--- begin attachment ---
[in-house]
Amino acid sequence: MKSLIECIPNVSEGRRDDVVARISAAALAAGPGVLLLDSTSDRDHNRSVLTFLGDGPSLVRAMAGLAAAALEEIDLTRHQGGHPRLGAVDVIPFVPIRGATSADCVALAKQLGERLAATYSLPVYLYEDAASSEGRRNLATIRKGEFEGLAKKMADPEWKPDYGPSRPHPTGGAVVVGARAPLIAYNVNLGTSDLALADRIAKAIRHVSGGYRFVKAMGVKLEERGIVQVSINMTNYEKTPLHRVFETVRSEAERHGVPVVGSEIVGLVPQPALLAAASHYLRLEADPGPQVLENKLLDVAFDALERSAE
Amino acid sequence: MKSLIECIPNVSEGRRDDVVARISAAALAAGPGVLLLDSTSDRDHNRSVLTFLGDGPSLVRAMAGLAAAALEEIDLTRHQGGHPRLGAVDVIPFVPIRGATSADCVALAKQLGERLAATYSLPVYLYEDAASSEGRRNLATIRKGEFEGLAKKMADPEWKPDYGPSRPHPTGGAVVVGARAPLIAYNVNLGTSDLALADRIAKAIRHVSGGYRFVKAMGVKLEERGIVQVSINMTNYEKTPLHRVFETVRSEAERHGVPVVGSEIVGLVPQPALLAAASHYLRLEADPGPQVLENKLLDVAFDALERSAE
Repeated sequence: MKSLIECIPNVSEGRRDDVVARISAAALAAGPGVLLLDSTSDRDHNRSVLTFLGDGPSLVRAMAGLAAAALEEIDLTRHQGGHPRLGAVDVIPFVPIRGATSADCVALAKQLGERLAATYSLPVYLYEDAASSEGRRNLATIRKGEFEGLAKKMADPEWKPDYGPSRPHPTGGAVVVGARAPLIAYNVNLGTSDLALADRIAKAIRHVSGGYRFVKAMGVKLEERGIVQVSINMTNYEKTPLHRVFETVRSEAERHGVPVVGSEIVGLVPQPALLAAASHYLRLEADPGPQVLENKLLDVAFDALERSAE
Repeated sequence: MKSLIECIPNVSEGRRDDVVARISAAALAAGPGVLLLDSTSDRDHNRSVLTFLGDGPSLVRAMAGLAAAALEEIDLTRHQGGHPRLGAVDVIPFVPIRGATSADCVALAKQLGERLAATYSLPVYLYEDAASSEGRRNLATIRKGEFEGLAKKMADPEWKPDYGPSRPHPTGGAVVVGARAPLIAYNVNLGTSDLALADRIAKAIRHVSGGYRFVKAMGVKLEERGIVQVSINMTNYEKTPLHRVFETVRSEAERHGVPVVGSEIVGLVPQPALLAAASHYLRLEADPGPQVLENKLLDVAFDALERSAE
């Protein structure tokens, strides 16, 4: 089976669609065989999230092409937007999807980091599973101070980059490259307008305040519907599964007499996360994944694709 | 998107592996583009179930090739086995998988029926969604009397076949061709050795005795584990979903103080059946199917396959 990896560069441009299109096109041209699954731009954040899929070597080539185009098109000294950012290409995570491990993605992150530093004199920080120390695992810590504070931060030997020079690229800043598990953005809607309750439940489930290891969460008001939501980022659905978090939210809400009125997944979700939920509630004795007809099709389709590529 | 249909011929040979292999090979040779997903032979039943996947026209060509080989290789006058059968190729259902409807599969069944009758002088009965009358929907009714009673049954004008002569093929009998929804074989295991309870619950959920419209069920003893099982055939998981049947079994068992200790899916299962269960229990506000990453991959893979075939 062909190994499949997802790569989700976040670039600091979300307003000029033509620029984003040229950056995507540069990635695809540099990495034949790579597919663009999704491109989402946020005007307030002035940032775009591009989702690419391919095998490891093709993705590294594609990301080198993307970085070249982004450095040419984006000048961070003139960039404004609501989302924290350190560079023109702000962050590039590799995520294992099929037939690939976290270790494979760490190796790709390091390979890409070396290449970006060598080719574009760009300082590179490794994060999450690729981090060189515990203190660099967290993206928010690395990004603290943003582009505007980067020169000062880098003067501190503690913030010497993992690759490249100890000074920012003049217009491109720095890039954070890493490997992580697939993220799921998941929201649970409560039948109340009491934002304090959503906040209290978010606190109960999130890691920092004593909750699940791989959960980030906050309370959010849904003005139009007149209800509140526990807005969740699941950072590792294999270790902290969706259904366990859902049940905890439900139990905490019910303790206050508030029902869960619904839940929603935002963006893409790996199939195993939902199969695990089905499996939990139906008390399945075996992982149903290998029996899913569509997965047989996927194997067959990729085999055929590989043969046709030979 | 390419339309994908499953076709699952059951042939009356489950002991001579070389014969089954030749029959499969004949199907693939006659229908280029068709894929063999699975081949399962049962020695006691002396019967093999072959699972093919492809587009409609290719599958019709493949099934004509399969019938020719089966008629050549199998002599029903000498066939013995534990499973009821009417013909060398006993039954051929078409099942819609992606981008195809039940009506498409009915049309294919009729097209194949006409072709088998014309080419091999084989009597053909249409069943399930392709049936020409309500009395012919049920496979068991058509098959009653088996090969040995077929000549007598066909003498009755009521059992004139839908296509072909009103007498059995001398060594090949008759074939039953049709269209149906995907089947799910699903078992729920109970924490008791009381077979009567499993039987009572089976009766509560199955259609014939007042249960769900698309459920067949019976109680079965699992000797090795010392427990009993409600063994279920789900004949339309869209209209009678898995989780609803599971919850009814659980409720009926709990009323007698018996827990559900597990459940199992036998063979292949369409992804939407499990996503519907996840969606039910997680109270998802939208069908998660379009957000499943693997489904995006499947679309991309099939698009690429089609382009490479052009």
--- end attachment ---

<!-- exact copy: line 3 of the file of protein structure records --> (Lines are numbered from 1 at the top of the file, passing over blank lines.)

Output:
Amino acid sequence: MKSLIECIPNVSEGRRDDVVARISAAALAAGPGVLLLDSTSDRDHNRSVLTFLGDGPSLVRAMAGLAAAALEEIDLTRHQGGHPRLGAVDVIPFVPIRGATSADCVALAKQLGERLAATYSLPVYLYEDAASSEGRRNLATIRKGEFEGLAKKMADPEWKPDYGPSRPHPTGGAVVVGARAPLIAYNVNLGTSDLALADRIAKAIRHVSGGYRFVKAMGVKLEERGIVQVSINMTNYEKTPLHRVFETVRSEAERHGVPVVGSEIVGLVPQPALLAAASHYLRLEADPGPQVLENKLLDVAFDALERSAE